If you are even vaguely familiar with investing, then you have most likely heard the term “day trading.” Of course, there’s a big difference between having heard a term and understanding what it actually means. Day trading is risky business, to be blunt, so you should consider all of the risks associated with it before engaging in it.
Day trading refers to intraday trading, meaning that most trades are conducted and positions closed within one trading session. Stock markets are open during business hours. The NYSE, for example, is open from 9:30AM to 4PM. A day trader usually attempts to buy and sell all of his stocks during that time.
Day traders often invest in higher risk stocks, such as penny stocks. Why? Such stocks are very volatile and price movements, even within the course of a single trading session, can be dramatic. There is a lot of potential profit in these stocks, but losses can rack up quickly, so keep that in mind.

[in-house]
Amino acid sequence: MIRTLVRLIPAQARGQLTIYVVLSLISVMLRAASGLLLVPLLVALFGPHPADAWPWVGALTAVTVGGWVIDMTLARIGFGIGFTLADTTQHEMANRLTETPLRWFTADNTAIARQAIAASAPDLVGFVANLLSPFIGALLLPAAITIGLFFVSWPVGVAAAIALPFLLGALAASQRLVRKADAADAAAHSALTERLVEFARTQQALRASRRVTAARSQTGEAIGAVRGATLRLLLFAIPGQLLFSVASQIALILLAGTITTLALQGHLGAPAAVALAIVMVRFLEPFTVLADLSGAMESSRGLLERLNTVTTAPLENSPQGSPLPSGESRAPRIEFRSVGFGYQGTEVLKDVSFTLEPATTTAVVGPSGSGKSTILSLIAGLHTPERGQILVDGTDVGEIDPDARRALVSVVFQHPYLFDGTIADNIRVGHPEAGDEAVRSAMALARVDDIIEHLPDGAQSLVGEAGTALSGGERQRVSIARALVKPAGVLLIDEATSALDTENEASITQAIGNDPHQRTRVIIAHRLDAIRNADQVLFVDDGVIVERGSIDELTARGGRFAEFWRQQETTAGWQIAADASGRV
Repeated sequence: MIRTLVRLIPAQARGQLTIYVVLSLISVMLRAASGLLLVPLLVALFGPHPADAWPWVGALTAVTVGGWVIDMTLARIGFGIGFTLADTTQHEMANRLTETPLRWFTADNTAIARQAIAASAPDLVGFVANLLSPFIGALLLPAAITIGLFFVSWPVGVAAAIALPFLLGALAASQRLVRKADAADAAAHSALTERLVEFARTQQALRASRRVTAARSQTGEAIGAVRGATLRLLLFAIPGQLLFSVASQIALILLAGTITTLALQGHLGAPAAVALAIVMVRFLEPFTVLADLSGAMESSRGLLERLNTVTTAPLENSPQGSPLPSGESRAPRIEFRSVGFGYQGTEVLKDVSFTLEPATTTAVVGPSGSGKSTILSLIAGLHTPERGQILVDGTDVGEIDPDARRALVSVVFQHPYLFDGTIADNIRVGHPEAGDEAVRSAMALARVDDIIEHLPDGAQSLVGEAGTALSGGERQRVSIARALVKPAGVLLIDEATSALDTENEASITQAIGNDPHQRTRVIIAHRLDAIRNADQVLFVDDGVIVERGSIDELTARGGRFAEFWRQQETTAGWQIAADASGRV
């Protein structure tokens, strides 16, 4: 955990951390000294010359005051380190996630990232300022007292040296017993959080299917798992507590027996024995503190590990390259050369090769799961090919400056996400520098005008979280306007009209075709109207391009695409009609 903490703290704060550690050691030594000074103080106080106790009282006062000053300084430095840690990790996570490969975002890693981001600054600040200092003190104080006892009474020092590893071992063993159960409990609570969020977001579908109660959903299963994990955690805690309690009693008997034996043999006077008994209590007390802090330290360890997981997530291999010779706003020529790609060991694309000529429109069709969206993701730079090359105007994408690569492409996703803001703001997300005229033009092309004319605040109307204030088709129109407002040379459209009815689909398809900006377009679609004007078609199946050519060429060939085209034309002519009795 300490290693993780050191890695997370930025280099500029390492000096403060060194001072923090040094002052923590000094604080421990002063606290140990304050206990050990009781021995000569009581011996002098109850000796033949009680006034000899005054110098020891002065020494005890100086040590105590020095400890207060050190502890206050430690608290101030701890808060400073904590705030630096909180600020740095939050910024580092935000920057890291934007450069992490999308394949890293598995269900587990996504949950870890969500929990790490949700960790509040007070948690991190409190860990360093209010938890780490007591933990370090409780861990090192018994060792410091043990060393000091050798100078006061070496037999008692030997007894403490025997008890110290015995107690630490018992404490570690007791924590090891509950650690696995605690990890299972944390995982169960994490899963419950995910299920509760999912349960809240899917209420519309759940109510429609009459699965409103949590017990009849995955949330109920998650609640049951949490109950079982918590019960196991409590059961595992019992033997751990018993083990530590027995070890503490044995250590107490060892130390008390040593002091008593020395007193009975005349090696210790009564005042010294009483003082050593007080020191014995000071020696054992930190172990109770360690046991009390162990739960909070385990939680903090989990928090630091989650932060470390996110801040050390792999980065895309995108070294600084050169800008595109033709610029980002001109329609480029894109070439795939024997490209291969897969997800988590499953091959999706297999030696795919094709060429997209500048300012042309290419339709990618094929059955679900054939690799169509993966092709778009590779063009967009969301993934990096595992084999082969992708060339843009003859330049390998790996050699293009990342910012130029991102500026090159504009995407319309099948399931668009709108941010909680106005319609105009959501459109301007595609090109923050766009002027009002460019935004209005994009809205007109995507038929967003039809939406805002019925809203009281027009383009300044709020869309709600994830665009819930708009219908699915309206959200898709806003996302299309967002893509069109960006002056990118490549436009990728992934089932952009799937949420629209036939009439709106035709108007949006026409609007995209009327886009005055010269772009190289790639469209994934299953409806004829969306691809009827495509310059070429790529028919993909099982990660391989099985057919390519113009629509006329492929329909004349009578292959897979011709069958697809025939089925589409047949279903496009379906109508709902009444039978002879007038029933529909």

Another way day traders increase profit potential is to use leverage, which essentially refers to borrowing from a broker or other institution to invest. A more familiar form of leveraging is a house mortgage and the concept is the same. You, the buyer, will put down a certain amount of money, another institution will offer you a margin, or borrowed money, and will then charge interest.
If stock prices go up, you get to keep the profits generated from the stocks bought with the borrowed money. Of course, if stock prices go down, you will still owe the lending institution the money you borrowed.
There are some notable weaknesses to day trading. For one, each time you buy and sell stocks, you have to pay a fee. If you plan to buy and hold onto a stock for ten years, these fees doesn’t really amount to much. If you conduct a dozen trades per day, however, the fees can add up very quickly. Also, day trading is a high risk and thus high stress activity. If you don’t enjoy living on the edge, day trading probably isn’t for you.